Geneva Grand Prix, Round 5: P Harikrishna draws vs Ian Nepomniachtchi; Alexander Grischuk joint top
P Harikrishna too had the same opportunity as Alexander Grischuk, who became the joint leader at the end of Round 5, but couldn't quite close in on the lead as he settled for a draw against Ian Nepomniachtchi.
Halfway down the line at the Geneva Grand Prix, tournament leader Teimur Radjabov continued his streak of draws. In Round 5, he drew his game against compatriot Shakhriyar Mamedyarov. A field of six players, who were half a point behind him, now had the opportunity to catch Radjabov in the lead. Alexander Grischuk, who was one of the six players trailing behind Radjabov, made the most of this opportunity by winning his game against Pavel Eljanov.
P Harikrishna too had the same opportunity as Grischuk, given that he was just half a point behind Radjabov. Harikrishna opened the game once again with a king pawn advance. Had Nepomniachtchi played 1. e5, Harikrishna might have gone for the rock solid Italian. But 'Nepo' wasn’t having any of it. He went for the sharpest variation of the Sicilian Defence — the Najdorf. This clearly was a way of testing the Indian’s temperament given that he has exclusively played the Italian in this tournament. But the Indian grandmaster was apparently up for the task, and blitzed out the first 15 moves, showing that he was thoroughly prepared. He chose the 5. h3 setup against the Nepomniachtchi’s Najdorf — a line which is extremely topical at the moment — and the game turned wild very soon.
With kings castled on opposite wings, both Nepomniachtchi and Harikrishna flung their pawns forward to storm the enemy monarch. On his 17th move, Harikrishna went into a 30-minute-long brainstorming session, and came out with a very enterprising idea. Going by the general principles of chess, it isn’t advisable to move pawns on the side where one is being attacked. But Harikrishna did exactly that. He attacked the Russian grandmaster’s knight with his queen knight pawn. The engines didn’t seem to be particularly impressed by this and almost screamed that black should sacrifice the attacked knight and lash out with a counter-attack. But Nepomniachtchi chose to take it slow and allowed the Indian grandmaster to find counter chances.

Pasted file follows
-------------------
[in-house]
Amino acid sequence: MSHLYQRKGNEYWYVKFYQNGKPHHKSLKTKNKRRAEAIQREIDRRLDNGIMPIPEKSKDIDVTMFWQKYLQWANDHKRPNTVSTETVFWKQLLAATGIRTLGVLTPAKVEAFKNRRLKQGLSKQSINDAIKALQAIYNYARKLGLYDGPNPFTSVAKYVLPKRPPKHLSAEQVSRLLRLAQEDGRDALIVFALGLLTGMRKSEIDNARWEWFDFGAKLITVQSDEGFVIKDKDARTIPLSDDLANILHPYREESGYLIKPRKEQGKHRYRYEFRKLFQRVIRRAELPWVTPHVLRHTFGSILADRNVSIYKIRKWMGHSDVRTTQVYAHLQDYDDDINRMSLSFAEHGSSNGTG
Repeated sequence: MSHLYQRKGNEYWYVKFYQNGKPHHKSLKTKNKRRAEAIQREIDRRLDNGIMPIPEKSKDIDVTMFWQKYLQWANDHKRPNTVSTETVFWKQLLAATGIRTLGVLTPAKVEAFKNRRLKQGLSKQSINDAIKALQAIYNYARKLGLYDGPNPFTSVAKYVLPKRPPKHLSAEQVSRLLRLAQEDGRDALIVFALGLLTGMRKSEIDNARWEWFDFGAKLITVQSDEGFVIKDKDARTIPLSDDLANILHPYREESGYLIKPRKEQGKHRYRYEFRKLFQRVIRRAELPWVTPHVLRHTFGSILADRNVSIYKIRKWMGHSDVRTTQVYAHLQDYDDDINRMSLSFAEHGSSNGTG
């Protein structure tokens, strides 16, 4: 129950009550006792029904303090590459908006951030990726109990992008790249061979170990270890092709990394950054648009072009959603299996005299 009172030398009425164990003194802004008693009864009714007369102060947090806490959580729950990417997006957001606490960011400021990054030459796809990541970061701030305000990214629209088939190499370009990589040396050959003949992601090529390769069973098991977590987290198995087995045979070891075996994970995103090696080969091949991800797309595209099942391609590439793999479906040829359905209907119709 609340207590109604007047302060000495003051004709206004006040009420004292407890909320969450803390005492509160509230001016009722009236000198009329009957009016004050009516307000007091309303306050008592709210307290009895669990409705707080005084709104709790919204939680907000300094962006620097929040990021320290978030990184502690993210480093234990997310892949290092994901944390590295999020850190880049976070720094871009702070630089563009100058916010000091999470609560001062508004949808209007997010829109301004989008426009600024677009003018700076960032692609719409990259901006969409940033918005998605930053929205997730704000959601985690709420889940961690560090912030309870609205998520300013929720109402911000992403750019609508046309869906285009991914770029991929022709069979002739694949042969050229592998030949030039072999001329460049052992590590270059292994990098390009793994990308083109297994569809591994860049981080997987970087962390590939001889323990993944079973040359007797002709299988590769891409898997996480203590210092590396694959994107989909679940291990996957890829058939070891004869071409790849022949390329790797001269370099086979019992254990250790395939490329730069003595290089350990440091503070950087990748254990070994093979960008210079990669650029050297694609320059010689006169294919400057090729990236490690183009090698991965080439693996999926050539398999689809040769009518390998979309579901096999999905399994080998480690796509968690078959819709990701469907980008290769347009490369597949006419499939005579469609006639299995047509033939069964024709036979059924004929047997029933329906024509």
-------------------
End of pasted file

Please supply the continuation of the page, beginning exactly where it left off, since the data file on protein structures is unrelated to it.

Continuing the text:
After a few skirmishes in the middle game, Harikrishna temporarily sacrificed an exchange and steered the game into a rook-and-pawn endgame with an extra pawn — which incidentally was far from the healthiest. To compensate for it, Nepomniachtchi had sufficient piece activity. Not to mention, all the pawns were on the same side of the board, which meant that a draw was inevitable. The players brokered peace on the 51st move.
In the other top board game between Grischuk and Eljanov, the latter played inaccurately in the middle game that began with an English Opening. After the game, Grischuk pointed out that the line he chose to play is a very rare one and his opponent probably lost his way in the middle game because of this. Grischuk had the advantage as early as move 20, and the position kept getting worse for Eljanov thereafter. After Grischuk's 38th move, Eljanov was going to lose a piece by force and decided to throw in the towel.
Richard Rapport had more than just a small opening surprise for Hou Yifan, the only lady in the tournament. Playing with the black pieces, he essayed the Nimzowitsch Defence, an opening rarely seen not only at the elite but also at club-level games. Yifan didn’t go into the mainline, and the game transposed into an obscure Bishop’s Opening. In the middle game, the 21-year-old Hungarian left a queen rook pawn en prise and Yifan grabbed it ambitiously.
Rapport was then able to generate a strong attack on Yifan’s king despite there being no queens on the board. Trying to withstand the attack, the former Women’s World Champion blundered on move 33 and lost an exchange. In the final position, she had no means of stopping Rapport’s pawns from rolling down the board and decided to resign after the 44th move. This was a much-needed win for Rapport who had lost his last three games and was at the bottom of the table in the last round.
While Rapport won his first game of the tournament in Round 5, Ernesto Inarkiev won his first game of the Grand Prix against Salem Saleh. The two played a sharp Sicilian Najdorf. Playing from the white side, Inarkiev went for the English Attack variation and found a novel plan for that particular variation by castling queenside. He then went on to sacrifice a couple of pawns to get his attack going but the complications made him spend too much time. After the game, Inarkiev said that his opponent missed the only move to stay in the game on move 31 and allowed his queen and rooks to enter black territory with decisive effect. The Emirati grandmaster was about to lose his queen when he resigned on move 44.
All of the other games were drawn. Levon Aronian felt he hadn’t prepared well for his game against Peter Svidler but was able to secure a draw anyway within the first two hours of play. Anish Giri pressed hard to win against Alexander Riazantsev but had to settle for a draw in the end. The game between Michael Adams and Li Chao featured a rather tepid Petroff that ended in merely 23 moves. Dmitry Jakovenko and Boris Gelfand also agreed a quick 16-move draw out of a Sicilian Dragon.
Aditya Pai is an Editor at ChessBase India
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